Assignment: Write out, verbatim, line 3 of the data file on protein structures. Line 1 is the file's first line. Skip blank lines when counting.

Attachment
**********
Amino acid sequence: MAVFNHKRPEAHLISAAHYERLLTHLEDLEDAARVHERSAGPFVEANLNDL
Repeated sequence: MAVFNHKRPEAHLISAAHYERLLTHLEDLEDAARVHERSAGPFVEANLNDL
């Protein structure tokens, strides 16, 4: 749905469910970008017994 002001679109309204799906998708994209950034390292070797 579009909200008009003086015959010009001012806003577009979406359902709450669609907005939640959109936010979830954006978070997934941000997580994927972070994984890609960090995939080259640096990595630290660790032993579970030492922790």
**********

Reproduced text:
């Protein structure tokens, strides 16, 4: 749905469910970008017994 002001679109309204799906998708994209950034390292070797 579009909200008009003086015959010009001012806003577009979406359902709450669609907005939640959109936010979830954006978070997934941000997580994927972070994984890609960090995939080259640096990595630290660790032993579970030492922790």